Richmond, VA — Environmental groups filed suit today challenging West Virginia’s certification for the proposed Mountain Valley Pipeline, which would transport fracked gas across West Virginia and Virginia. The proposed 300-mile, 42-inch pipeline would cross primarily undeveloped, rural agricultural and forested lands. The project would fragment the heart of one of the largest remaining wild landscapes in the United States, cutting through national forest land and the Appalachian Trail and crossing more than 1,000 streams and wetlands and several major rivers in its path (appvoices.org).
AppalMad and Sierra Club File Rebuttal to Mountain Valley Pipeline Claims
Karst geology experts have strongly condemned Mountain Valley Pipeline’s Draft Environmental Impact submittals to the Federal Energy Regulatory Commission regarding pipeline construction in sensitive karst terrain (landscapes formed from the dissolution of soluble rock). A 14 page rebuttal, prepared by Ernst Kastning and submitted on behalf of the Virginia Chapter of the Sierra Club by Appalachian Mountain Advocates attorneys Benjamin Luckett and Joseph Lovett describes the risks to Southwest Virginia and West Virginia communities from pipeline construction. Damage would include groundwater contamination, groundwater recharge, surface collapse and other dangerous consequences of building a massive infrastructure project in a seismic area populated with caves and sinkholes.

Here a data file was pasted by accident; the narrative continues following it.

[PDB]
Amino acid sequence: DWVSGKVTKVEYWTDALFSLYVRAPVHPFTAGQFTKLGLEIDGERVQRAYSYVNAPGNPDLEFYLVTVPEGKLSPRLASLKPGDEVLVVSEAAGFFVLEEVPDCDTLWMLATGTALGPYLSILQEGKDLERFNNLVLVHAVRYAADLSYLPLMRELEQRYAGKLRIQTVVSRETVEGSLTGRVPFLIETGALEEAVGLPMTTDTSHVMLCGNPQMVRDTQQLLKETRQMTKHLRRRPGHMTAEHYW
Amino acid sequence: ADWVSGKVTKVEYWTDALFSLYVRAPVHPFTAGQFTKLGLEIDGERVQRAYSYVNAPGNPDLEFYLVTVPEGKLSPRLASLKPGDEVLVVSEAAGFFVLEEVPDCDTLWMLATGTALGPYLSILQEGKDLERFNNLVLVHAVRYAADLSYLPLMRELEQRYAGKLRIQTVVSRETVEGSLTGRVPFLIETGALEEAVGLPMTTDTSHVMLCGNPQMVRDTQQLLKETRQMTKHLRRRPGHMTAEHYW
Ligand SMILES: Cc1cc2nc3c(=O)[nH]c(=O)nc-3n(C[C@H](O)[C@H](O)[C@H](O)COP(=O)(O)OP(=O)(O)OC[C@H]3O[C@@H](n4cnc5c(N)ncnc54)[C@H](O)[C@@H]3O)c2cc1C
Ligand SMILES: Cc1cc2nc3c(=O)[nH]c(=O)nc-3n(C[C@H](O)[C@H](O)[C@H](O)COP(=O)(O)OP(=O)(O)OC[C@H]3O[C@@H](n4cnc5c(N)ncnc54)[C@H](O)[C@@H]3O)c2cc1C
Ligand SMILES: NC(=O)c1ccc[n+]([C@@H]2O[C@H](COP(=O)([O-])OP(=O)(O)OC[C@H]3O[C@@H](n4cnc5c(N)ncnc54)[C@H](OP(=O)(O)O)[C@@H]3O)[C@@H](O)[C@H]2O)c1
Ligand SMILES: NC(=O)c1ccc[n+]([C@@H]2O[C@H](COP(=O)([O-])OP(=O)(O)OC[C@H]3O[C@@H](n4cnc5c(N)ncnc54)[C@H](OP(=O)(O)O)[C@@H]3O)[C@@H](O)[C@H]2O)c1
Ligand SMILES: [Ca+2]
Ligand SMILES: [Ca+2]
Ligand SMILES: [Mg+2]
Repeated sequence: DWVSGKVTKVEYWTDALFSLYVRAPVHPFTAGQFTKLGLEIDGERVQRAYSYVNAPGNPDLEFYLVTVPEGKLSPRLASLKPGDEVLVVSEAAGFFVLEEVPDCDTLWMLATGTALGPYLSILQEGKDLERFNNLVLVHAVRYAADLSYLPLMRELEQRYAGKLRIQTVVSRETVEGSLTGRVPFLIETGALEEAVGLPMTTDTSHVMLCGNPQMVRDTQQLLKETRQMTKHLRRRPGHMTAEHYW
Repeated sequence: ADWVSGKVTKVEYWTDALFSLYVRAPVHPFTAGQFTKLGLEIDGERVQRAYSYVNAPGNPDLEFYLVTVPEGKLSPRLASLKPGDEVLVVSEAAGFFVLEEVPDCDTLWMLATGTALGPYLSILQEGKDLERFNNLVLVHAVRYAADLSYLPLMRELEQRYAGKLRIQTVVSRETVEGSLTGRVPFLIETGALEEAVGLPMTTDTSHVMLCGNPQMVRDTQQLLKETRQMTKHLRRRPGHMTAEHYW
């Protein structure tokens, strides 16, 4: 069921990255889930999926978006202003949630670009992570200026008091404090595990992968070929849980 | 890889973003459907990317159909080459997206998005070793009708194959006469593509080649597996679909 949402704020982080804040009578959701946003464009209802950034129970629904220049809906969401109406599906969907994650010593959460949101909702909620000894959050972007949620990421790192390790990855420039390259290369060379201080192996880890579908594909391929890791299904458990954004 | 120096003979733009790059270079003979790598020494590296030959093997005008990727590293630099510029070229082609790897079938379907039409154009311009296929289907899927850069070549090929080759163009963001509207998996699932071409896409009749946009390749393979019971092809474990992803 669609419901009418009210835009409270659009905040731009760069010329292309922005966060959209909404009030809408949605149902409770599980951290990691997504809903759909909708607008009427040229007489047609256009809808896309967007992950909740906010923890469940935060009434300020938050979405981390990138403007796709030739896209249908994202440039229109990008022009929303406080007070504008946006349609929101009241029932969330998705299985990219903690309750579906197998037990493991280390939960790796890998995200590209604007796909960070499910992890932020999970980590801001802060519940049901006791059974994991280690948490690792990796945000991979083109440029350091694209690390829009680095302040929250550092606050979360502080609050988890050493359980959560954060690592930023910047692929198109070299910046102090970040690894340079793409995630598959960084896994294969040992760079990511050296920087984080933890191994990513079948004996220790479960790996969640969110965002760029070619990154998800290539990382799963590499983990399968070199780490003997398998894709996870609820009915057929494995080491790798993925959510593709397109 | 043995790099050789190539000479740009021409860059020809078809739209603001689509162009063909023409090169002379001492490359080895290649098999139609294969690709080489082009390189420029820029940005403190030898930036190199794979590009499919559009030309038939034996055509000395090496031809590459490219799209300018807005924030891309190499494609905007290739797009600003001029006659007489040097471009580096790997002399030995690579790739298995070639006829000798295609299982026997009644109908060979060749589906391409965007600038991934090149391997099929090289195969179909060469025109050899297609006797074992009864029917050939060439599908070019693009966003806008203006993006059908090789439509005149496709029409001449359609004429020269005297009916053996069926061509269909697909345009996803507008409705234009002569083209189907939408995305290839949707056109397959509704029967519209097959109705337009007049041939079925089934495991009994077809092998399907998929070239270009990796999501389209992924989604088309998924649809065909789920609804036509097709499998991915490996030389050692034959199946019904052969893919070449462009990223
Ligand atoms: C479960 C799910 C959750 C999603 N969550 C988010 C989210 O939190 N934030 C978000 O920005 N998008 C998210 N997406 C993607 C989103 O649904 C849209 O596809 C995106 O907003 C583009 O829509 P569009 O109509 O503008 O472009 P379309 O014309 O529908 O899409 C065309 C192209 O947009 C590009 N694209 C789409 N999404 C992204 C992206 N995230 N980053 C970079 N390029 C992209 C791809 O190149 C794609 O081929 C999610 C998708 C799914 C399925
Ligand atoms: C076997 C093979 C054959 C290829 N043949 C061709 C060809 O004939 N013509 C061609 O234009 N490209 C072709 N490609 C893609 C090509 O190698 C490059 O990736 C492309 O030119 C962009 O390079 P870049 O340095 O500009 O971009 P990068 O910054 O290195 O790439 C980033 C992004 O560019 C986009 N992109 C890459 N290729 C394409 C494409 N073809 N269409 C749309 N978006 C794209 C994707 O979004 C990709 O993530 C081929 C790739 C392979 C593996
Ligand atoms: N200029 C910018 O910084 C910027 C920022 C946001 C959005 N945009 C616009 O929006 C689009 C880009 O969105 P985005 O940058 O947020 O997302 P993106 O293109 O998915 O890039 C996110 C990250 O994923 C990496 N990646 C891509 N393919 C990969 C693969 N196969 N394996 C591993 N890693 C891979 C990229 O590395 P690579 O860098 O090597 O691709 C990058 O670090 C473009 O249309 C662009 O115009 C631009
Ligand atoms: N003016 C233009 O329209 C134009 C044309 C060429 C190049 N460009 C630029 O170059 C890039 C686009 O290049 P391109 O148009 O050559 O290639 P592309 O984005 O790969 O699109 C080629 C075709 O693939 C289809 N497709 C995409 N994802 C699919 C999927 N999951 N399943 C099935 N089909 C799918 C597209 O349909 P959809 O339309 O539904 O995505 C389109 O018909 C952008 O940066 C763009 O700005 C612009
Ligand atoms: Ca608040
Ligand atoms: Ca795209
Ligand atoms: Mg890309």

Environmental Impact Statement delayed
The Federal Energy Regulatory Commission (FERC) said in a notice that it is pushing back its environmental review schedule for the Mountain Valley Pipeline (MVP) and related Equitrans Expansion Project (EEP) by a little over three months (NGI).
The clearest way to answer the question of who is financing the Mountain Valley Pipeline is to look at the finance for EQT Midstream Partners (EQM). EQM is the largest investor and the driving force behind the pipeline. A report from Oil Change/BOLD Alliance concludes that the 18 banks behind EQM's USD 750 million revolving credit facility from February 2014, and the 11 banks that purchased notes from its November 2016 USD 500 million bond offering, are the banks most closely linked to EQM's financing of the pipeline. More details on the banks financing EQM is provided below.